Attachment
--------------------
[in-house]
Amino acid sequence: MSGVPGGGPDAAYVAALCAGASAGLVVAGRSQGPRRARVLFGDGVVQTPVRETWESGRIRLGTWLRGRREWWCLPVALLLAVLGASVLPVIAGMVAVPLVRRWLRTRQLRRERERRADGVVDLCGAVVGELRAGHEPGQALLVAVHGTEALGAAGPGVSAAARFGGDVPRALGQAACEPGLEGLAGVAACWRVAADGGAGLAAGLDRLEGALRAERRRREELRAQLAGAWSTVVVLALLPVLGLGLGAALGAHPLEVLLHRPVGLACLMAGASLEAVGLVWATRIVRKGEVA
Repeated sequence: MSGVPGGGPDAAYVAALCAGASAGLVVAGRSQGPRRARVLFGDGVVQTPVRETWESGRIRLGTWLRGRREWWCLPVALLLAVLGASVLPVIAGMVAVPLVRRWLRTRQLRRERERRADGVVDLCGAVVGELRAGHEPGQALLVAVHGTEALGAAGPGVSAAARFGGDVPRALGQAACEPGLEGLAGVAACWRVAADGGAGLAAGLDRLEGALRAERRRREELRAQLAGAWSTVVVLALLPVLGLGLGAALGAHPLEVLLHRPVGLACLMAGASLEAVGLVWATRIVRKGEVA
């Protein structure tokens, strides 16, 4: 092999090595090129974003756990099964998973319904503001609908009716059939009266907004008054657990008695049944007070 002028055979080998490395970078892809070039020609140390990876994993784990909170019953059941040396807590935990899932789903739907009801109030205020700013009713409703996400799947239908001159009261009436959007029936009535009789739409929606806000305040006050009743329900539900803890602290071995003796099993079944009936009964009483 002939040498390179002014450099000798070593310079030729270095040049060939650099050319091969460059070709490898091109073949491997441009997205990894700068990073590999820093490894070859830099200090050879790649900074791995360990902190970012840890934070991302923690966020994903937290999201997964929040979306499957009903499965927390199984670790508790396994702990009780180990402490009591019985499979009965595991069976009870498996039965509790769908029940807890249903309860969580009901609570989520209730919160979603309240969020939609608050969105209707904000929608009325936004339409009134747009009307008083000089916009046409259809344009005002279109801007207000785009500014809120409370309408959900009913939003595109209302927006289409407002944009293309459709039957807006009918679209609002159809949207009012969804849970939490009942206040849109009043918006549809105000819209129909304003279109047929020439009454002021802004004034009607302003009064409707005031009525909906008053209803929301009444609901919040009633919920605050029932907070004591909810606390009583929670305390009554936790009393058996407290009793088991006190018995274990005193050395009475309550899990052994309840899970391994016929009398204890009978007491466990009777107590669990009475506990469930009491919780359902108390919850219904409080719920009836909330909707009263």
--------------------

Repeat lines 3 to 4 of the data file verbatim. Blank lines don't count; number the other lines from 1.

Repeated sequence: MSGVPGGGPDAAYVAALCAGASAGLVVAGRSQGPRRARVLFGDGVVQTPVRETWESGRIRLGTWLRGRREWWCLPVALLLAVLGASVLPVIAGMVAVPLVRRWLRTRQLRRERERRADGVVDLCGAVVGELRAGHEPGQALLVAVHGTEALGAAGPGVSAAARFGGDVPRALGQAACEPGLEGLAGVAACWRVAADGGAGLAAGLDRLEGALRAERRRREELRAQLAGAWSTVVVLALLPVLGLGLGAALGAHPLEVLLHRPVGLACLMAGASLEAVGLVWATRIVRKGEVA
């Protein structure tokens, strides 16, 4: 092999090595090129974003756990099964998973319904503001609908009716059939009266907004008054657990008695049944007070 002028055979080998490395970078892809070039020609140390990876994993784990909170019953059941040396807590935990899932789903739907009801109030205020700013009713409703996400799947239908001159009261009436959007029936009535009789739409929606806000305040006050009743329900539900803890602290071995003796099993079944009936009964009483 002939040498390179002014450099000798070593310079030729270095040049060939650099050319091969460059070709490898091109073949491997441009997205990894700068990073590999820093490894070859830099200090050879790649900074791995360990902190970012840890934070991302923690966020994903937290999201997964929040979306499957009903499965927390199984670790508790396994702990009780180990402490009591019985499979009965595991069976009870498996039965509790769908029940807890249903309860969580009901609570989520209730919160979603309240969020939609608050969105209707904000929608009325936004339409009134747009009307008083000089916009046409259809344009005002279109801007207000785009500014809120409370309408959900009913939003595109209302927006289409407002944009293309459709039957807006009918679209609002159809949207009012969804849970939490009942206040849109009043918006549809105000819209129909304003279109047929020439009454002021802004004034009607302003009064409707005031009525909906008053209803929301009444609901919040009633919920605050029932907070004591909810606390009583929670305390009554936790009393058996407290009793088991006190018995274990005193050395009475309550899990052994309840899970391994016929009398204890009978007491466990009777107590669990009475506990469930009491919780359902108390919850219904409080719920009836909330909707009263």